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Now that you have refined your topic question and identified potentially useful search terms, it’s time to begin searching. We will cover how to search over the next two modules, Selecting Finding Tools and Searching. For now, let’s concentrate on our beginning process.     Once you have tried using your refined search terms, what kind of results are you finding?  How much is coming back? As mentioned in the previous segment, if you have an overwhelming amount of results, it could be that your topic is too broad and needs to be narrowed. How to narrow it? Try reading through some of the results and see what subtopics might be found in them. Allow your research to lead you into an area you find interesting. Always confer with your instructor when you are changing course, but remember (and we will say it again) research is a process and revision is part of that process.  Do the results relate to your topic question, or are they going in different directions? Okay, so you may need to refine your topic again. You could go back to your initial search terms and work on identifying other related terms and synonyms. Or try using the strategy mentioned above and feel out a potential new angle to approach your topic. It could be that the sources you are finding do relate to portions of your topic, but do not directly relate to the whole thing. That is okay, sometimes you need to draw information from different places to fulfill the information needed to write on your topic. There is a video below that illustrates this point titled One Perfect Source.  Are you not finding anything on your topic? If very little to nothing is coming back in your searches there are several ways to address this. Try the technique mentioned above of redefining your search terms. Maybe your topic is too narrow still, try to broaden it out and find another subtopic to follow. If these do not work and you cannot see a way to continue with your topic and still find reputable sources, it may be time to abandon the topic and start over. It is best to try to follow through with a topic when possible. But if you have refined your terms, worked with your instructor and/or a librarian and still cannot move forward, it is time to pick another topic.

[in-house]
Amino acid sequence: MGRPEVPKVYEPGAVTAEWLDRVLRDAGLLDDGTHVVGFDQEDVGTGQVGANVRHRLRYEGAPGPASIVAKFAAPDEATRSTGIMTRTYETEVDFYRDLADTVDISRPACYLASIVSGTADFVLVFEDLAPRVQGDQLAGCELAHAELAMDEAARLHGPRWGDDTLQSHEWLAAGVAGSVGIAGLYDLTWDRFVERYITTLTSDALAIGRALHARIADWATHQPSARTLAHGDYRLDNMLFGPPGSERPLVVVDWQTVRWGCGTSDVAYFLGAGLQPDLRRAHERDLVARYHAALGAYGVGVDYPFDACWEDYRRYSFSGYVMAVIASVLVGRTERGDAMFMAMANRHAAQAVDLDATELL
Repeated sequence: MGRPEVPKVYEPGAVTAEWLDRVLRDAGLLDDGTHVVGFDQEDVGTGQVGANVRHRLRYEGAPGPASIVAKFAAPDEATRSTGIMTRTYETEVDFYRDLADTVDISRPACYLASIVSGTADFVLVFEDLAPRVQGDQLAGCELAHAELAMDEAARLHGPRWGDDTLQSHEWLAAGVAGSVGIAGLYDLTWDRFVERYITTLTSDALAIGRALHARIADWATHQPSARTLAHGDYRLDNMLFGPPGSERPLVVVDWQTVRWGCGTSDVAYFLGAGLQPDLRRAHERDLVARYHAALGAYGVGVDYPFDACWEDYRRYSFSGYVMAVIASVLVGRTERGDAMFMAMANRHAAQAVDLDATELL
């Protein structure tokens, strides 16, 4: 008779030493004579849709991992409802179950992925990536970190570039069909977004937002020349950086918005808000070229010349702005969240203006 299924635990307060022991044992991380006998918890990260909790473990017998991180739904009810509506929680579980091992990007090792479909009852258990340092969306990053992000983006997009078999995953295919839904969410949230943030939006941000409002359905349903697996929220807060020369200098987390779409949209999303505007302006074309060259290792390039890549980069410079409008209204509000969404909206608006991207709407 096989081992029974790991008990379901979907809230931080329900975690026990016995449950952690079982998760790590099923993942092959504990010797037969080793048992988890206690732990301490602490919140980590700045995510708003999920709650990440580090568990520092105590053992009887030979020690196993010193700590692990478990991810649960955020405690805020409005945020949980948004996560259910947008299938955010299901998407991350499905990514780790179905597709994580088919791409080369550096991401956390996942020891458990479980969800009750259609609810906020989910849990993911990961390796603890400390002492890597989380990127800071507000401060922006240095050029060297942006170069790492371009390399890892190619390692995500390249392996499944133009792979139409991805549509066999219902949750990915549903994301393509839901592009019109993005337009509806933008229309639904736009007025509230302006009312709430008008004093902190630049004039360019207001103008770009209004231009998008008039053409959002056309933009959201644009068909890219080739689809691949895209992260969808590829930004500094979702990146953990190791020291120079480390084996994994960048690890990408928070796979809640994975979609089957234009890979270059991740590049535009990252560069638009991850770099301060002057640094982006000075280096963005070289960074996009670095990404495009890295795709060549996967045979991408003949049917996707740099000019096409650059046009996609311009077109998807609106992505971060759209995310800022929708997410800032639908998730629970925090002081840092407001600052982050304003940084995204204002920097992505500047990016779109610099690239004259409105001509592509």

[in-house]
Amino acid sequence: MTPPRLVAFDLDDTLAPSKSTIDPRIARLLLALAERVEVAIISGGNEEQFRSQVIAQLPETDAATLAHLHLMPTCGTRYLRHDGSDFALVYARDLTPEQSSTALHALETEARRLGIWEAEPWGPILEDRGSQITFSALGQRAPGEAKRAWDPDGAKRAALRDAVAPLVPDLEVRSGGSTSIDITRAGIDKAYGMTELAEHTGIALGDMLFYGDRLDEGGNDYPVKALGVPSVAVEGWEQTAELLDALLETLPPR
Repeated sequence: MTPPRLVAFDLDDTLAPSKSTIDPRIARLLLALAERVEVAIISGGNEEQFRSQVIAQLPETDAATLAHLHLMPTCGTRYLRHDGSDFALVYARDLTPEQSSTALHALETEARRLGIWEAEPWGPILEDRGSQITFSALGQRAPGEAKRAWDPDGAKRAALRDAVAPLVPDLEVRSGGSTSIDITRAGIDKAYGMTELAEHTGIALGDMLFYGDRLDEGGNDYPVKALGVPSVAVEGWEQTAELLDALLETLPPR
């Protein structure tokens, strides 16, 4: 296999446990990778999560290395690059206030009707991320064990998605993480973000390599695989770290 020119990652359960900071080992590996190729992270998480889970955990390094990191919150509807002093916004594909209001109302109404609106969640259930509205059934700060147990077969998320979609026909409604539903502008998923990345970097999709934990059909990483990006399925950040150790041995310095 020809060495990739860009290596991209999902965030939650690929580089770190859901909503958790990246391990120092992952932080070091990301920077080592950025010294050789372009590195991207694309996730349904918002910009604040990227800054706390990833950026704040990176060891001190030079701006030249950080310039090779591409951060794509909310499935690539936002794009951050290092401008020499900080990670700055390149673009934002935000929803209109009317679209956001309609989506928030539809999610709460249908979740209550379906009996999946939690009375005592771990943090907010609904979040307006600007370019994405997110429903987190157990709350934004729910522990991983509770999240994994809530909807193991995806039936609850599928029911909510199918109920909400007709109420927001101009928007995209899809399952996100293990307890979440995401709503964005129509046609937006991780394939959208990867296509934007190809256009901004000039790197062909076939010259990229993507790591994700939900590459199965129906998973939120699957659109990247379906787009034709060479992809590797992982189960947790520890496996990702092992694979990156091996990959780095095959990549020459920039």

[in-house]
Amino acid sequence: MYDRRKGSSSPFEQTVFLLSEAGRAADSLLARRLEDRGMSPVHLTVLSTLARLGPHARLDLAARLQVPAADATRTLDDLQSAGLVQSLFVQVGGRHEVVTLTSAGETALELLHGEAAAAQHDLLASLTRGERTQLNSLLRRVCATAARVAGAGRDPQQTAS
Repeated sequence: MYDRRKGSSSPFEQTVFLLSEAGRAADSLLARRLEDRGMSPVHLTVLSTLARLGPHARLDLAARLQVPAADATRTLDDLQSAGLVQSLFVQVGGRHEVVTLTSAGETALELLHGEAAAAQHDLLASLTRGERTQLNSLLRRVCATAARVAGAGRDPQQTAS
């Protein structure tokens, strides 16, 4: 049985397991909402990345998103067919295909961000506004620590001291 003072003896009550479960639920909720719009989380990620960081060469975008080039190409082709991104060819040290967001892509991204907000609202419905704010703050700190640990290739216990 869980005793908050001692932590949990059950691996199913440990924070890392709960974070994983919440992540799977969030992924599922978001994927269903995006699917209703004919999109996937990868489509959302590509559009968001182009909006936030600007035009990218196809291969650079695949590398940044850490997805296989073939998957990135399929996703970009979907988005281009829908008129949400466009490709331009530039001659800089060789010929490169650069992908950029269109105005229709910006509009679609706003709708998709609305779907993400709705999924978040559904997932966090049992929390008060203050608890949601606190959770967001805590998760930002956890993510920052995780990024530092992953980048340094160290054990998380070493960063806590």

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In closing this segment, there is a video on background reading below that is worth viewing. It helps to illustrate some of the ideas presented.   Before viewing it and moving onto Types of Sources, consider the types of materials that are found when conducting your initial search on your topic. Are you  mostly finding newspaper articles, journal articles, books, videos, etc.? This might indicate the relevance of the topic in an academic setting. Depending on your assignment’s conditions, if you are only finding newspaper articles and your instructor has indicated that you need some book and journal materials, your topic may not work for that assignment. So sometimes it is not enough to just find results, you may need to find results in specific types of publications. If you cannot find the correct type of materials, you will need to either revise how you are searching, or potentially consider abandoning the topic and working with something else.   On the other hand, if your topic is more general in nature, finding only academic journal articles that are very specific in essence may not provide the type of information needed. The types of sources you seek need to fulfill the type of information you need.

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Videos: One Perfect Source and How to Get Background Information on a Topic